Integrating Gas Chromatographs with Control and Device Management

by | Dec 15, 2011 | Measurement Instrumentation | 0 comments

Gas Chromatographs (GCs) are used in many process-manufacturing processes. Some GC applications include fuel & flare gas analysis, cracking furnace BTU firing rates, gas ratios, and a whole lot more.

Wikipedia defines the gas chromatography process:

…used in analytical chemistry for separating and analysing compounds that can be vaporized without decomposition. Typical uses of GC include testing the purity of a particular substance, or separating the different components of a mixture (the relative amounts of such components can also be determined). In some situations, GC may help in identifying a compound.

I share this for those not already well steeped in the knowledge of GCs as background for an article by Emerson’s Jonas Berge and Michael Gaura in Gas Today Australia. The article, GC made easy: integrating process gas chromatographs, describes how digital communications technologies and standards such as Foundation fieldbus (FF) and Electronic Device Description Language (EDDL) have made the information collected by GCs more readily accessible to improve the process and easier to maintain to provide continued accuracy over time.

I liked Jonas and Michael’s description of GC even better since it provides a picture of how the GC operates:

A process Gas Chromatograph (GC) determines the concentration of multiple constituents in a gas mixture. The analysis is cyclic. A gas sample is taken and travels through a separation column which selectively retains light and heavy components for a different duration such that each component exits in succession. The separated components then flow through a detector assembly. The time of exit identifies which component it is. The detector output is proportional to the concentration. The detector output is recorded in a chromatogram in which gas components appears as peaks. The concentration of each constituent is computed from the area of the corresponding peak and a calibrated response factor (RF). In some applications the heating value is also computed. Each cycle takes several minutes to complete depending on the components analysed. After purging, a new analysis cycle begins.

They describe prior ways of connecting GCs with the control systems and device management software. It involved either hardwiring signals from the GC to the control system or using protocols such as Modbus/RTU over RS-485 and Modbus/TCP over Ethernet and mapping the multitude of process variables, status, and diagnostic signals into registers. This process is often time consuming, expensive, and error prone. Beyond the engineering work required, the authors noted:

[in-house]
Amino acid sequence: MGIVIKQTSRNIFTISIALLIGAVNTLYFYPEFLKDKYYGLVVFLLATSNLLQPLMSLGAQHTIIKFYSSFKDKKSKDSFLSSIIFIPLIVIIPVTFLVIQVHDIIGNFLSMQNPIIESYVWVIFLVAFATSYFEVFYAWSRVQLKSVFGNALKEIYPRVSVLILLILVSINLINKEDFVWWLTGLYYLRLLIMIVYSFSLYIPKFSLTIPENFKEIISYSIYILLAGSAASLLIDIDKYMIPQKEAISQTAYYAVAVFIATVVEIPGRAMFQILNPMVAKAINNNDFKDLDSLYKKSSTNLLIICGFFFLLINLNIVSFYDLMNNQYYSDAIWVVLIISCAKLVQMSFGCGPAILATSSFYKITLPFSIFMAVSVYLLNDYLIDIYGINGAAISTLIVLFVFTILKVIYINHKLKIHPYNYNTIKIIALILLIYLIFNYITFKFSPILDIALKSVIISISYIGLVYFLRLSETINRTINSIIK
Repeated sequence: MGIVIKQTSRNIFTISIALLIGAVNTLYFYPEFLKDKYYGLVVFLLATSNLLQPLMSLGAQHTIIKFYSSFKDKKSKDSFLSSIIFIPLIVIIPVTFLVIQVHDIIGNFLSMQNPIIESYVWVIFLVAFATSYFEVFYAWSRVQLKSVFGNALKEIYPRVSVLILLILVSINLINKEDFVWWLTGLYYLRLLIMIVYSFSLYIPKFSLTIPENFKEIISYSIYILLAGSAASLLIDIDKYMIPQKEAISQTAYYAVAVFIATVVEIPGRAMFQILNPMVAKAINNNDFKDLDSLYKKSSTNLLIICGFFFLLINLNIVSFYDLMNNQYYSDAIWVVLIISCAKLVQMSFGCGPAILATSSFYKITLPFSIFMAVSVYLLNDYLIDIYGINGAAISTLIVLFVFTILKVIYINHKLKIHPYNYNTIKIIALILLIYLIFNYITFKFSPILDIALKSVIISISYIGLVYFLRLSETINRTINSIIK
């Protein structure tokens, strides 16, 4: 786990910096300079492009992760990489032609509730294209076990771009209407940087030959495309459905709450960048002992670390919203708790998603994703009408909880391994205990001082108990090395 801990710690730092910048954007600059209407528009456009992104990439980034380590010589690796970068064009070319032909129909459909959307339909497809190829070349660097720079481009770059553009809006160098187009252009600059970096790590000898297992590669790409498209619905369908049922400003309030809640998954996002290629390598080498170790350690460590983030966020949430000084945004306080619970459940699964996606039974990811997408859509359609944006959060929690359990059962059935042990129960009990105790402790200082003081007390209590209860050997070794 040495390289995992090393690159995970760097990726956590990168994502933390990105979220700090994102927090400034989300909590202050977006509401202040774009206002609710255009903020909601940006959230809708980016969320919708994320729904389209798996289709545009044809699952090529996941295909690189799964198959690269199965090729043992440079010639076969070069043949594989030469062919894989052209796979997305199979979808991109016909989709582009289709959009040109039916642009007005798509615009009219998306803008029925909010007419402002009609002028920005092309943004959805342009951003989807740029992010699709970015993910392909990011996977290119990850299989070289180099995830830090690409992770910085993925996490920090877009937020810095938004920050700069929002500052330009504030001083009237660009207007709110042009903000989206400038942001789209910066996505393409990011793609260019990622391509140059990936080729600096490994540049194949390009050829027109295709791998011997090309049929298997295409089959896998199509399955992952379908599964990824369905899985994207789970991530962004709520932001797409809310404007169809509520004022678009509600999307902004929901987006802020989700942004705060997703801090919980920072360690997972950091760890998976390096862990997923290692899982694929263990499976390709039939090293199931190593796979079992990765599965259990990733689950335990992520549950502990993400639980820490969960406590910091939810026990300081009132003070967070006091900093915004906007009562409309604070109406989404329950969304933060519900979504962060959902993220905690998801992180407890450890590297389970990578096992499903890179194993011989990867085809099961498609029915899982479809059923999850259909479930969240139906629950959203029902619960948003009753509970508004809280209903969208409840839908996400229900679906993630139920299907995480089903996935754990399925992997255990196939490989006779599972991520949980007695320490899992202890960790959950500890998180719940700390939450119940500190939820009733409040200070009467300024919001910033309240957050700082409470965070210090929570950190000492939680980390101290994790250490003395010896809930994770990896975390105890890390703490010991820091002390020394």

Special care had to be taken with documentation, configuration, verification at FAT [factory acceptance test], and change management – particularly when the GCs and DCS [control system] were not from the same vendor. Register changes late in the project often required major rework and caused delays.

With Foundation fieldbus-based GCs, these steps are eliminated including register mapping and integration into the control system. They describe inherent:

…alert mechanisms that are part of Foundation Fieldbus, analyser operations share the same process display, historian, audit trail, and alarm & event log etc. as the main DCS.

Where EDDL (IEC 61804-3) enters the picture is to provide a common user experience in calibration, configuration, and maintenance along with other devices including, “…drives, radar level transmitters, flowmeters, etc.” Before this common approach, technicians had to contend with many different software packages each with their own user interface. Jonas and Michael sum up the role of EDDL:

…the GC manufacturer’s expert defines how they want the GC to be displayed in the system in order to make it easy to use. The device management software renders each device display with the ‘content & structure’ defined by the manufacturer, but with a common ‘look & feel’ for all devices regardless of manufacturer, type, or protocol. The mix of devices around the plant is displayed consistently and is therefore easy to use. Thus EDDL interoperability makes it easier for technicians to manage the wide assortment of devices in the plant and complete their work faster.

Give the article a read for more on the task-based approach in the displays, wizard-based guided validation and calibration, and interpretation of GC diagnostic information.


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The opinions expressed here are the personal opinions of the authors. Content published here is not read or approved by Emerson before it is posted and does not necessarily represent the views and opinions of Emerson.

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